Alabama Shakes’ sophomore effort delivers reinvigorated sound

Chris Duncan

Alabama Shakes’ first tour proved they have the charisma of some of the liveliest bands in music today. But their first album, Boys & Girls, failed to capture that performance style, leaving much to be desired. Their second record, Sound & Color, released Tuesday, incorporates a variety of instrumentation and draws on a wide array of influences to create an album that not only defines the band’s sound but also captures the spontaneity and color of their live performances.

Lead singer and guitarist Brittney Howard’s voice is the highlight of almost every song on Sound & Color. Her vocals bring enormous tonal variety, establishing an initially hazy dream state on “Sound & Color” and energizing the angry and demanding frenzy of “Gimme All Your Love.” Howard’s soothing register on “Future People” accentuates the confident and boisterous “Don’t Wanna Fight.”

In an instant, Howard can go from absolutely irate to gently compassionate and back again. Her emotions consume her when she sings of heartbreak; she focuses solely on her pain and nothing else. Combined with Howard’s heavy guitar chords and Zac Cockrell’s jazzy bass work, Howard’s voice helps every song on this record leave a lasting impression.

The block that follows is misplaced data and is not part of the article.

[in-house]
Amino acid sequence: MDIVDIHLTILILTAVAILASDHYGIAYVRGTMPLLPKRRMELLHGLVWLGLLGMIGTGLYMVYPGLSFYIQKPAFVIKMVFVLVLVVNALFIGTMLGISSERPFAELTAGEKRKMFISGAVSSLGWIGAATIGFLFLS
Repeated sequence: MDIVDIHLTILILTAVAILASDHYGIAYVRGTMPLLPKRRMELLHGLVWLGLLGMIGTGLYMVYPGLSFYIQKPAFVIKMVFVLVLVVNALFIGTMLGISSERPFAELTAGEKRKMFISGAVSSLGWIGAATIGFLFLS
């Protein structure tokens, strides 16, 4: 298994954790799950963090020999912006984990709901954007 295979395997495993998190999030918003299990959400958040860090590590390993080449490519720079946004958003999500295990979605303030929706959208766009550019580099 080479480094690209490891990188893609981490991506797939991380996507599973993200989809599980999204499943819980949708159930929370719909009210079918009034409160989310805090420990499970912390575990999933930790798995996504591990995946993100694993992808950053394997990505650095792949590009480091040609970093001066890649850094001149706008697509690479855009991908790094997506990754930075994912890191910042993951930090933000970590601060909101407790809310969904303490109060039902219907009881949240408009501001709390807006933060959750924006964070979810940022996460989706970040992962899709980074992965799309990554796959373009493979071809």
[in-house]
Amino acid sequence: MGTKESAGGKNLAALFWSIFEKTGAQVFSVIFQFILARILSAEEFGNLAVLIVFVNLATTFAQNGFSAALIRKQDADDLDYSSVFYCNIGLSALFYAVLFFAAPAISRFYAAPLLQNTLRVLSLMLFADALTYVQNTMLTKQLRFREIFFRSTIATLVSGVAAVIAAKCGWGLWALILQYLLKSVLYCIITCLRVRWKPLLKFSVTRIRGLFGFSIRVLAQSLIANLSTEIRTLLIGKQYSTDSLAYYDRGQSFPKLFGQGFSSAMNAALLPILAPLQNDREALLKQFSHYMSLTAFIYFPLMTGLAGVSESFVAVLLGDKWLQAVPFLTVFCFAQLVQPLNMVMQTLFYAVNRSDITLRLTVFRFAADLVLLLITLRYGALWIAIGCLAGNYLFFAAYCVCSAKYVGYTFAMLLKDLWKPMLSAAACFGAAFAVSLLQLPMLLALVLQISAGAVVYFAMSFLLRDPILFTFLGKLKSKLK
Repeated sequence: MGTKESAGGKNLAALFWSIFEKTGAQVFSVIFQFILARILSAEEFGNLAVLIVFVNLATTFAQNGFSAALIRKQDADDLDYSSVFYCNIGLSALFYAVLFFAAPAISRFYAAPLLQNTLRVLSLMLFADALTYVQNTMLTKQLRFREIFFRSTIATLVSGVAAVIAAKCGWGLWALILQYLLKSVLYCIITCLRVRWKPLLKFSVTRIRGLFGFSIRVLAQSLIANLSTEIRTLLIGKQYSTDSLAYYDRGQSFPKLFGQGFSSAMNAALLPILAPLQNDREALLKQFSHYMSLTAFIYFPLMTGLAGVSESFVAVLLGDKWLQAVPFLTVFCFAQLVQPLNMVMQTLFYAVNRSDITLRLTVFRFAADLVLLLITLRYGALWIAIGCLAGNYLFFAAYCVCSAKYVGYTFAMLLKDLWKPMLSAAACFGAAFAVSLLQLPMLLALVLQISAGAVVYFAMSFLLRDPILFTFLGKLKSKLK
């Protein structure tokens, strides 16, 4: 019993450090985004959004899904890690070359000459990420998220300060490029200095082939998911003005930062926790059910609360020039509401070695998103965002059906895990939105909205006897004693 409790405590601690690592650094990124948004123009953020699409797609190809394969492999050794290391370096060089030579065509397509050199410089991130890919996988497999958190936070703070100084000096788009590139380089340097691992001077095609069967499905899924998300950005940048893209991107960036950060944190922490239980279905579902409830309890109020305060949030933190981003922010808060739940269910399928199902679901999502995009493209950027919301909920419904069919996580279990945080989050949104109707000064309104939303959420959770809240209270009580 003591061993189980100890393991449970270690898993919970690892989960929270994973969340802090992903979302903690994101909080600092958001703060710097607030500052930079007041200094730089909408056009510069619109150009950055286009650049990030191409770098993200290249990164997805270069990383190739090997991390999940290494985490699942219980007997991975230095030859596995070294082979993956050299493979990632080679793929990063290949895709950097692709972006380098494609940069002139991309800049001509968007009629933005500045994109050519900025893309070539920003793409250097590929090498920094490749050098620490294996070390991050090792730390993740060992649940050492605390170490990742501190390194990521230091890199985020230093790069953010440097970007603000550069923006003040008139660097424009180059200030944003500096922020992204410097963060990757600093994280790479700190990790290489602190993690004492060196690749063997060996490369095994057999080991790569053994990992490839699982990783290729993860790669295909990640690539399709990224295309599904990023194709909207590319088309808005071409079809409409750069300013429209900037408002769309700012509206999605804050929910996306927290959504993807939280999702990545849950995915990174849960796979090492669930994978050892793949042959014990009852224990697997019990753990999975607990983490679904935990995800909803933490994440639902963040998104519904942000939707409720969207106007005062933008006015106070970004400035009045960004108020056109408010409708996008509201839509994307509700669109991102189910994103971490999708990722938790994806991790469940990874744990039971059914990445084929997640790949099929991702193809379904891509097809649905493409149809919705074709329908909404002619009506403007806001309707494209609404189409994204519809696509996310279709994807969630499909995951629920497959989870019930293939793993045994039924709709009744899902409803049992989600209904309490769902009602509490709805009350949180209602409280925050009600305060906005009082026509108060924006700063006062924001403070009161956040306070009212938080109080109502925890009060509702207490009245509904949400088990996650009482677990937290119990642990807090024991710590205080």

Watch Alabama Shakes perform "Gimme All Your Love" here:


Steve Johnson, the band’s drummer, brings his punk and metal influence to each song. He helps Alabama Shakes create explosive moments in songs such as “Miss You,” in which Johnson controls the pace with his dynamic drumming. Johnson contributes to the band’s overall effort to keep the listeners on the edge of their seats by eliminating predictability in his drumming.

With a start-and-stop style throughout the record, this album isn’t a casual listen. Experiencing all of the ups and downs of the album requires paying attention to details. Sound & Color takes a toll on the listener, but the end result is worth the effort.

At points, Howard’s lyrical content feels generic. Themes of personal turmoil, regret and helplessness dominate Sound & Color, but Howard neglects to add personal detail to these struggles. Although a more personal account of Howard’s stories would have given the lyrics depth, the lack of specificity does allow listeners to use their imagination and project their own experiences onto the music.

Not to say every song is bleak and hopeless; Sound & Color offers more empowering tracks of equal magnitude. “Shoegaze” invigorates listeners to the extent that songs such as “This Feeling” force contemplation.

Sound & Color makes the listener feel closer to the Alabama Shakes with every note. This record signifies the group’s maturation as a band. This album makes it clear that the Shakes’ efforts to translate their live performance style into digital recordings paid off.

  • Album: Sound & Color
  • Artist: Alabama Shakes
  • Tracks: 12
  • Rating: 9/10